paul
 

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My ponytail reaches halfway down my back, and my goatee has a tendency to grow to epic proportions, yet my boss never hesitated to introduce me in meetings as the design specialst, it was up to me to tell the designers and architects if their ideas would work on or not. Hell, I worked with a couple architects that put my humble ponytail to shame, maybe it is more a high end thing, but talent has always over ruled appearance in the work I have done.
 

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KTS, that is OK in construction and to a lesser extent commercial service. If you are doing residential service image is super important. In fact, I would say it's more important than how good of a plumber you are. I hate to say it, but it's true. When I was younger, I had long hair and eyebrow ring. Not a big deal compared to some guys out there. When I went clean cut I hated it but my sales #s doubled. No exaggeration. When the day comes that I no longer have to go out in the field and deal with customers, I will grow my hair out again.

It's not right that people judge you simply by the way you look, but the truth is every one does it. If you don't mind taking a huge pay cut then by all means do not be concerned about pleasing other people with the way you look.

Look at all of the big boys out there cleaning house in the service industry: Roto rooter, Mr. rooter, Ben frank etc etc. They are all selling the poster boy image. The only customers that don't seem to be affected by image are the ones who simply want the lowest price. The bargain customers. If you can accept that as your customer base then you don't have to worry about your image. Me personally, I like getting the customers that are willing to pay a fair rate for the best of the best. Part of being the best is looking the best.

The plumber that I apprenticed under was an unbelievably good plumber but he had all kinds of tattoos and piercing and loved to smoke weed. He was a really nice guy and very good at his job, but the fact is he is still at the same position and makes far less than I did when I cleaned up.

If you want to make the coin, appearance matters.

If you are ok with making significantly less, and your current appearance is worth more to you than tens of thousands of dollars per year, then don't worry about your image or communication skills for that matter.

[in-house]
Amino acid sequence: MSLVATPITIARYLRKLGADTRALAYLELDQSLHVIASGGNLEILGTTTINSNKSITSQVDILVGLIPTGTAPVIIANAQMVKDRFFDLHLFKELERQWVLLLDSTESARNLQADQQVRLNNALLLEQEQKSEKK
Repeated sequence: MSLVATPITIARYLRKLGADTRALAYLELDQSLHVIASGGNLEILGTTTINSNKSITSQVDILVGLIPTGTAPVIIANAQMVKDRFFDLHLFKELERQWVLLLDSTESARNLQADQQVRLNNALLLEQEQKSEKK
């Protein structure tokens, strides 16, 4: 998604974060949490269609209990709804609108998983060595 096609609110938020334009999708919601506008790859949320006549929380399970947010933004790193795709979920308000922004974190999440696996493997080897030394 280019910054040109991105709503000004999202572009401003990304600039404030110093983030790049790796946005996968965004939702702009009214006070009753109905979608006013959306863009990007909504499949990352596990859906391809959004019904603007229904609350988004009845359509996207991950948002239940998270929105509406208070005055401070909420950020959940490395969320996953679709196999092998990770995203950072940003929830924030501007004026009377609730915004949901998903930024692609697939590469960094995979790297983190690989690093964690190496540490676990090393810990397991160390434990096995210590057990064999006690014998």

I’m talking about residential service here. Construction is different. Appearance has no bearing in construction, only your skill and attitude.
 

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Black T-shirt, Black sweat pants or shorts. That's me in a nutshell.


If you want somebody good looking then call somebody else because I'm just the plumber. I wish I wasn't fat but I can't fix that right now until I get your plumbing fixed.

I'll try not to smell like a hostess outlet when I arrive but it's important to all my customers to know that your plumbing is fixed properly and I'm wearing booties, cleaning up your home better than it was when I arrived.

"Cleaning up" or "dressing nicely" I'll leave for sundays and church.

I'm short haired, shave most times and keep my goatee trimmed, along with tanning to keep myself looking fresh from the bahamas. I don't look good when I don't tan regularly. I have a very uneven complexion that I know is not favorable for presentation.
 

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Two of our guys have very short hair. So short, I'm not sure why they even bother with hair. They both wear hats and are friendly, so it works. Not to mention, both are on the short side (not intimidating). Whenever the one takes his hat off, I have to keep from laughing because he looks so different.

When plumbers come in for an interview, I know the minute they walk in the door if they will make it from just filling out an application to the interview process.

Another plus - A professional image will allow you to charge a higher rate. People equate attractiveness with intelligence. Unless you are a blond female with double D's, then it is assumed you are not intelligent.

Our daughter who waitresses looks like the good girl next door - her tips are ALWAYS much higher than the girls who have piercings. Like it or not, people judge us by our appearance.
 

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I aint CPV see in it?
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let me try and put it into perspective for ya. say you go the bank, and there are two tellers, two lines. Now, the first teller looks like she just go through doing crunches to enhance her fake breast, that are so heavenly complimented by her long, heavenly looking hair. The other teller looks like she fell in a septic tank, loose fitting clothes, clothes dont match, messy hair and all that. WHO"S LINE ARE YOU GOING TO GET IN?
I know which one I'm getting in. So if you really think about it, women look at us the same way that we look at them.